Molecular Epidemiology

The early years focused on building whole genome sequencing and bioinformatics capacity, and targeting key hospital-associated infection pathogens, allowing the genomics Team to gain an understanding of the natural variation in the population structure of S. aureus and E. coli and how that relates to a patient’s illness.

This year the omics Team based in Glasgow and St Andrews Universities have worked on:

  • Collecting and sequencing, 1,000 S. aureus bacteraemia isolates from the national Reference Laboratories archives and 500 E. coli bacteraemia isolates from Greater Glasgow and Clyde. This latter set has direct linkage with clinical information and laboratory data via the West Safe Haven. Sequence analysis has commenced on the S. aureus isolates; the E. coli data has just become available.
  • Near Real Time Sequencing (nRTS) has helped clinically in a number of outbreaks, or pseudo-outbreaks. Dr Ben Parcell, a Consultant clinical microbiologist working at Ninewells Hospital, NHS Tayside has been extensively using the nRTS facility in his infection control role. One of the outbreaks that was been identified was a cryptic outbreak of borderline oxacillin-resistant S. aureus (BORSA). The WGS data was used to define the outbreak and help in its control. A PCR screening assay was developed from the WGS data to allow rapid screening of samples to identify strains belonging to the outbreak clone.
  • The capacity and expertise that has been developed through nRTS facility has allowed collaboration on a range of project looking at transmission and spread of pathogens associated with healthcare facilities and disease, these include: characterization of the genetic basis of borderline oxacillin resistant S. aureus; genomic epidemiology of S. aureus bacteraemias (SABs) in people who inject drugs (PWIDS); genomic epidemiology of S. aureus in Atopic Dermatitis (AD). These projects have facilitated work between the St Andrews and Glasgow teams, and have generated data that has been complimentary to the SHAIPI generated data, such and the S. aureus bacteraemia isolates, and helped in the interpretation of the data. For example, in the in Atopic Dermatitis study the within host diversity of the S. aureus carriage population have been examined. This information has been valuable in investigating the BORSA outbreak.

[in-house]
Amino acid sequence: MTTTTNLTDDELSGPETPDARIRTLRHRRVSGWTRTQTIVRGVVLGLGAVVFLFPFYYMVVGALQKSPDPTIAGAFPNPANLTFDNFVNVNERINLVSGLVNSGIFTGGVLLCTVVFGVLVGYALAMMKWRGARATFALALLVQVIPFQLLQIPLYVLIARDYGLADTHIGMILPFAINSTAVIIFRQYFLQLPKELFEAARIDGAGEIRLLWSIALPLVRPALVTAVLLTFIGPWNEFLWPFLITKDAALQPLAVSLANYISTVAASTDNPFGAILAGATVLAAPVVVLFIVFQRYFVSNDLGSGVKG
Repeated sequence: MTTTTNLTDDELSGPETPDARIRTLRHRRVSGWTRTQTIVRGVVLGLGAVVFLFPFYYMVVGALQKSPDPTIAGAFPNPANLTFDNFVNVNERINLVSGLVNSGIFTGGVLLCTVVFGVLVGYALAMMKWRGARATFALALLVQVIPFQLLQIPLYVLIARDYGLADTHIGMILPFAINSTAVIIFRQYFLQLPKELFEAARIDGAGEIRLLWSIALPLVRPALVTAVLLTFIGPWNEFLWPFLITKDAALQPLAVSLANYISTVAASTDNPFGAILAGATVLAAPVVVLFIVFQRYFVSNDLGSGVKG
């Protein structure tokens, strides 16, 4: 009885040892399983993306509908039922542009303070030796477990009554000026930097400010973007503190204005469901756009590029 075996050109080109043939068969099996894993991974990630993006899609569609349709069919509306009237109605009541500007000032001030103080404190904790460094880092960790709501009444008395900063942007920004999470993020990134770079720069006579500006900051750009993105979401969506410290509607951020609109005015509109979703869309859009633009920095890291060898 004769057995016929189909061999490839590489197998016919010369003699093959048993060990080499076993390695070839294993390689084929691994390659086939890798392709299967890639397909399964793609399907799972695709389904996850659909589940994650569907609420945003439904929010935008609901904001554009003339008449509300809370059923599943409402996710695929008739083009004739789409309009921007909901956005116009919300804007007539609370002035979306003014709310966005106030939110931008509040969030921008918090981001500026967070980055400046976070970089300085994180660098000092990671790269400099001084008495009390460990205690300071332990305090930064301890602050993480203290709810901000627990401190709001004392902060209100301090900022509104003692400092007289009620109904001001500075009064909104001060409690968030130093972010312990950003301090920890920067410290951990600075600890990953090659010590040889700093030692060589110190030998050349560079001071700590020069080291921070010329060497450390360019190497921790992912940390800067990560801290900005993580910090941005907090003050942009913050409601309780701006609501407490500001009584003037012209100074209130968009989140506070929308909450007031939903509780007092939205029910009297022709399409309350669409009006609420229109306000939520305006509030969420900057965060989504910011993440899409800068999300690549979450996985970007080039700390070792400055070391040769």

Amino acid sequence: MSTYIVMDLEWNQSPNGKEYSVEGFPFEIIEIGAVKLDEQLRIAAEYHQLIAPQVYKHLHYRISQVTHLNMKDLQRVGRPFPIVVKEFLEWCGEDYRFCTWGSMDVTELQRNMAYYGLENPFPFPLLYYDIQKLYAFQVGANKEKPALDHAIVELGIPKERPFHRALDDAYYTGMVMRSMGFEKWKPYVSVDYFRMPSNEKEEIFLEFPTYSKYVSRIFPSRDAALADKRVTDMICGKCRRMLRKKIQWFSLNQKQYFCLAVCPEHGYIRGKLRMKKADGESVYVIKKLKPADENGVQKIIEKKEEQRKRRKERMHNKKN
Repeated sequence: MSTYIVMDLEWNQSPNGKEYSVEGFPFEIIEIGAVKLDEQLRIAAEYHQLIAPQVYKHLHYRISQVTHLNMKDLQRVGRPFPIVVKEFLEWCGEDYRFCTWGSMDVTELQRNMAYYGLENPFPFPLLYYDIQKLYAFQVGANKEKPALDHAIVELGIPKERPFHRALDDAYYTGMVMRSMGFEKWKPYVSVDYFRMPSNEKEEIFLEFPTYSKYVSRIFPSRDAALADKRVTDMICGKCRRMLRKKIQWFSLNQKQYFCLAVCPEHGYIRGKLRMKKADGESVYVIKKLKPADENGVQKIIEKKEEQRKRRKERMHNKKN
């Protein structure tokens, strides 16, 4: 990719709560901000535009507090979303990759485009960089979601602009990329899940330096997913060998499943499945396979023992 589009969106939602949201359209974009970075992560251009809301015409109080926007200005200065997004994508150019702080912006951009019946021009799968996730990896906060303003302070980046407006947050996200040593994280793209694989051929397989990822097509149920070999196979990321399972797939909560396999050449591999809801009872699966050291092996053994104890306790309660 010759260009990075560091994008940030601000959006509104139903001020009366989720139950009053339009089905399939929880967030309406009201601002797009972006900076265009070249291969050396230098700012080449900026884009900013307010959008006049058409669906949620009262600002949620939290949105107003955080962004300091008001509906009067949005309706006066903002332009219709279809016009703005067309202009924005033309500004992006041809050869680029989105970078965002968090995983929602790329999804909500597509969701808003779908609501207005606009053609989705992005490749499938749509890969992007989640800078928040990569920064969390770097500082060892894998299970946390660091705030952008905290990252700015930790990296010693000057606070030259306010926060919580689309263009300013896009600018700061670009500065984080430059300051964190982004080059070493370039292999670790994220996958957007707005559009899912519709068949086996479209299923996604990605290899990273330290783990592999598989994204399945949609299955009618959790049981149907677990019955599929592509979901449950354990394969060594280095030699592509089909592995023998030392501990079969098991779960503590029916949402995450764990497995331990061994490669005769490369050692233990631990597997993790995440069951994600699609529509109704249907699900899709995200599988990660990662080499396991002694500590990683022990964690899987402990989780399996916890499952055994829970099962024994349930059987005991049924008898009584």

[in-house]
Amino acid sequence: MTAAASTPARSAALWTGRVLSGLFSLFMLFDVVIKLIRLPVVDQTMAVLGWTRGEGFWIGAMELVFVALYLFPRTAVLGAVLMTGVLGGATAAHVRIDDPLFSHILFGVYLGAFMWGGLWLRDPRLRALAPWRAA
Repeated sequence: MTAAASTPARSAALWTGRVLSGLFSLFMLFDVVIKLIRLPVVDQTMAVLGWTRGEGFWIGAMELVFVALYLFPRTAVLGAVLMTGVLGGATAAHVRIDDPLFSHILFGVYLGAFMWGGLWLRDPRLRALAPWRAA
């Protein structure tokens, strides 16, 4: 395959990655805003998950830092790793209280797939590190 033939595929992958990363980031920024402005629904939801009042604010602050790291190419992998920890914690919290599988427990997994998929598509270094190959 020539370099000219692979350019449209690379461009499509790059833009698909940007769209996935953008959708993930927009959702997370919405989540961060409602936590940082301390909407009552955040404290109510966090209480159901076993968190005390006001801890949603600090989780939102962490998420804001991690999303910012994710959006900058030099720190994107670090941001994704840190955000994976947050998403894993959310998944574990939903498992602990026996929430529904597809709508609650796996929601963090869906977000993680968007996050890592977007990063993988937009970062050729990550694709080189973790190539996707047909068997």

• Work has started at looking at cost benefit analysis of utilising nRTS in the clinical environment, both in terms of time saved and unnecessary testing avoided.
  • To complement the nRTS capacity that the Illumina MiSeq provides, a pipeline for the sequencing of clinical samples using the Oxford Nanopore MinION platform has been established at the University for St Andrews.

In particular, this long read technology has proved invaluable for producing high quality references sequenced for mapping MiSeq data to, and also for resolving mobile genetic elements, such as plasmids. This has been used for VRE, BORSAs, SABs, ECBs and Serratia marcescens.

  • Collaboration with Uganda as part of DHSC and MRC Burden and resistance of AMR in low and middle income countries. Further funding has been obtained from the University of St Andrews GCRF fund to undertake a pilot project build Illumina sequencing capacity at the Microbiology lab at Makerere University in Kampala.
  • The mobile genetic elements of E. coli, utilising long read technology to look at plasmids. This has highlighted the multiple events of horizontal gene transfer that have occurred in the successful epidemic ST131 clone circulating in Scotland. The study has also demonstrated the close linkage of different antibiotic resistance determinants on mobile genetic elements, and therefore the genetic basis of co-selection in response to antibiotic usage.
  • Sequencing of a selected number of carbapenemase producing Enterobacteriaceae (CPE) from the AMR Reference laboratory highlighted the distribution of New Delhi Metalloproteinases (NDM) on diverse plasmids circulating in Scotland, which have their origins outside of Europe. The study also identified Klebsiella strains containing genes associated with a ‘hypervirulent’ phenotype that was originally described in the Far East/Australasia, highlighting the global spread and convergence of antibiotic resistance and increased virulence in this invasive pathogen.
  • Pairwise sequencing of urinary specimens and associated blood cultures, and sequencing of multiple colonies from a single sample of urine and blood isolates has shown the large amount of variation within the E. coli population.